For the Birds Radio Program: Hale-Bopping Along with the Birds

Original Air Date: March 21, 1997

Laura gives tips for enjoying night birds under a comet-lit sky.

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Last week I drove home from Knife River, MN, up the shore a ways from Duluth, about 9 pm, under an inexpressibly lovely night sky, the stars bright, the northern lights streaming down, and just above the tree line, the comet Hale-Bopp, alive with glowing head and sparkling tail.

This comet has been coursing through the northern sky for weeks, but will be reaching its maximum brightness and intensity during the first 10 days of April. Comets are said to throw the universe out of kilter, and it seems that Hale-Bopp is really having a serious effect on the lives of some of my friends. A couple have fallen down, several have lost loved ones, and a few have suddenly and inexplicably found new loves—even President Clinton’s universe toppled, or at least he did, under the influence of the comet. Perhaps while the comet is about, we should say that people hobbling on crutches are Hale-Bopping along.

Comets may or may not really have an effect on earthly matters, but they sure enhance the nighttime birding experience. April is the best month for nighttime birding, with owls hooting and woodcock skydancing and snipe winnowing, and imagine how this year’s avian show will be enhanced by Hale-Bopp! The March 23 partial eclipse makes the show even more spectacular. And both birds and comets are loveliest through binoculars.

To thoroughly enjoy the splendors of both birds and comet, choose your night-viewing places with care. In evening, the comet is in the northwest, so choose woodcock fields on the north or west side of a dark country road. This way you can see skydancing timberdoodles spiraling heavenward in the glow of the comet. The fewer the trees in the background, the more likely you are to see the comet, especially as the sky darkens, because the comet comes lower and closer to the horizon as the night wears on. Study up on the sounds of the night with tapes or CD’s–my favorite is Lang Elliot’s Guide to Night Sounds, which features frogs and toads as well as owls and other nocturnal birds.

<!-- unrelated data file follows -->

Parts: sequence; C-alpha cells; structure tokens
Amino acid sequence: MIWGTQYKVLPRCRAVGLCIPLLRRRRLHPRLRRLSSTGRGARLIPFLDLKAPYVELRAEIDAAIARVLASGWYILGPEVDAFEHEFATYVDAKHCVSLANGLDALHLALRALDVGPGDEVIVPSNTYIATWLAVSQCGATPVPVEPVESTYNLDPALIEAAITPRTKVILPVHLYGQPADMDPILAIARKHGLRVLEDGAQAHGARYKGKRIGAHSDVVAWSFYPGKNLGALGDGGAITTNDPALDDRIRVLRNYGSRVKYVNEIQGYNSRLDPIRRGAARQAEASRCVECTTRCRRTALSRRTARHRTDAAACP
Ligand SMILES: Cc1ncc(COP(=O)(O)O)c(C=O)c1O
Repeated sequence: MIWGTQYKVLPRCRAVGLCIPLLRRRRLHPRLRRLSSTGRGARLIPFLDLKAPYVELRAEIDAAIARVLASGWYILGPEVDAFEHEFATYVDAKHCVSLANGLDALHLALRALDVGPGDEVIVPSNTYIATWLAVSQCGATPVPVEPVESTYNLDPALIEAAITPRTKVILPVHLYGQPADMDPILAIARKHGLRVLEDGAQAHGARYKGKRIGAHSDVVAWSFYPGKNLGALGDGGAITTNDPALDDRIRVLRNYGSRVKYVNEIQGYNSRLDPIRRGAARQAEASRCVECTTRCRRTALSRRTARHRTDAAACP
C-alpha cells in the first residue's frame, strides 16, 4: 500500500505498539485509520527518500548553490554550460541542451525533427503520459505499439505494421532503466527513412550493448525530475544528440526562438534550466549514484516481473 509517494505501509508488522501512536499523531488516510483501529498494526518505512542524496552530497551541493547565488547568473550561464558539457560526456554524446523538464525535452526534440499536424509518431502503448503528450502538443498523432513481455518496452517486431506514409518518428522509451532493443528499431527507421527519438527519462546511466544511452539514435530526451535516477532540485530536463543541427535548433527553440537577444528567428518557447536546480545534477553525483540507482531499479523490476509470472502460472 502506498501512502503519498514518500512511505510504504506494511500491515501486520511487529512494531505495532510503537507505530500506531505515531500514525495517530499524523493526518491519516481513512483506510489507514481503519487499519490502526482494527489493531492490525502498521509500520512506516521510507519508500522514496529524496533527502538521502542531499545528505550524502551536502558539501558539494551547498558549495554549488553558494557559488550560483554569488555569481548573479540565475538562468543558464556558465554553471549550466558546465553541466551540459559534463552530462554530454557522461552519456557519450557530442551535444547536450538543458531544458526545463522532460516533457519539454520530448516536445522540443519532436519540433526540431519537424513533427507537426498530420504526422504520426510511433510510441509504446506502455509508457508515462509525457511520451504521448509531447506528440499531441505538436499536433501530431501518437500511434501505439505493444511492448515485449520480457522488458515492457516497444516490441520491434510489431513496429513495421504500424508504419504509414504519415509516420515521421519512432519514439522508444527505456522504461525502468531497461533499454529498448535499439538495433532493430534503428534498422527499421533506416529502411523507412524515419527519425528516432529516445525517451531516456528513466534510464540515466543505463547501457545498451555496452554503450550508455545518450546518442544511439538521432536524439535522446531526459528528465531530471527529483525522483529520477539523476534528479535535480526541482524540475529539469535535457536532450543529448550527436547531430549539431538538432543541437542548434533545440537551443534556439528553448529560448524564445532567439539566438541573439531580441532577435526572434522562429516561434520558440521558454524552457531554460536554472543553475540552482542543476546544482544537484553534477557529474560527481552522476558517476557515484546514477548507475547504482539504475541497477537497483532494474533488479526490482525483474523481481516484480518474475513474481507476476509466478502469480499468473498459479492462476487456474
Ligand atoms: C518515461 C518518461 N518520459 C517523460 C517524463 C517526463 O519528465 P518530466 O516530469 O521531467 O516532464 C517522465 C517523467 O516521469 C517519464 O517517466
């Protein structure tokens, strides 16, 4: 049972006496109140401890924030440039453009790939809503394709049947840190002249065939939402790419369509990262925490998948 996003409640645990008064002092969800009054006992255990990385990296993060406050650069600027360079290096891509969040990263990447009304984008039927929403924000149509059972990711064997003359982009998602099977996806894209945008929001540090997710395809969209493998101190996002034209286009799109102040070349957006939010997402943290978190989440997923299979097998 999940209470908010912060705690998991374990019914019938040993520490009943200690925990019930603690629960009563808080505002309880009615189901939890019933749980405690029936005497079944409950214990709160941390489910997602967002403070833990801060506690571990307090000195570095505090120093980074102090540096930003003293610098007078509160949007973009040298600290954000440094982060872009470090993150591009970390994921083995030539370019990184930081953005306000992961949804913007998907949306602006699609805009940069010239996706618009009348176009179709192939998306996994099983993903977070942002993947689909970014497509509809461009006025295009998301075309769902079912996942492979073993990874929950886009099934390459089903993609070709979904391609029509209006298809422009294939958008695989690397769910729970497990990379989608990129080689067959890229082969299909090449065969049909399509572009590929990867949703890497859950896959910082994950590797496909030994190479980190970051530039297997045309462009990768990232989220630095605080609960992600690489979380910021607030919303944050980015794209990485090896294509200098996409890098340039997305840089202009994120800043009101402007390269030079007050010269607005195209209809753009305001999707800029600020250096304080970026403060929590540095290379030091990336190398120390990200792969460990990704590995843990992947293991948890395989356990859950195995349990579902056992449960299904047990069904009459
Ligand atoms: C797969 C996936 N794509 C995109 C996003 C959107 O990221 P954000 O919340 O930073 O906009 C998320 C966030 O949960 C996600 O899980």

Using a recording, you can practice your owl hoots by day, and then drive along county roads by night, searching the sky as you do your best imitations. Even if no owls hoot back, the comet will make your night memorable.

Long ago, the only way people could measure night-time migration was to train a telescope on the full moon, and count the birds flying past. Calculating the percentage of the sky covered by the moon, ornithologists could even extrapolate to estimate the total migration. Now we use radar to directly measure the migration magnitude, but that spotting scope method should be even more fun if you can divert the scope now and then to the comet.

Hale-Bopp will be leaving earth’s view in several weeks. This once-in-a-lifetime delight is too wonderful to miss. So the next time the evening sky is clear, get out there and savor the avian delights and celestial spectacle together.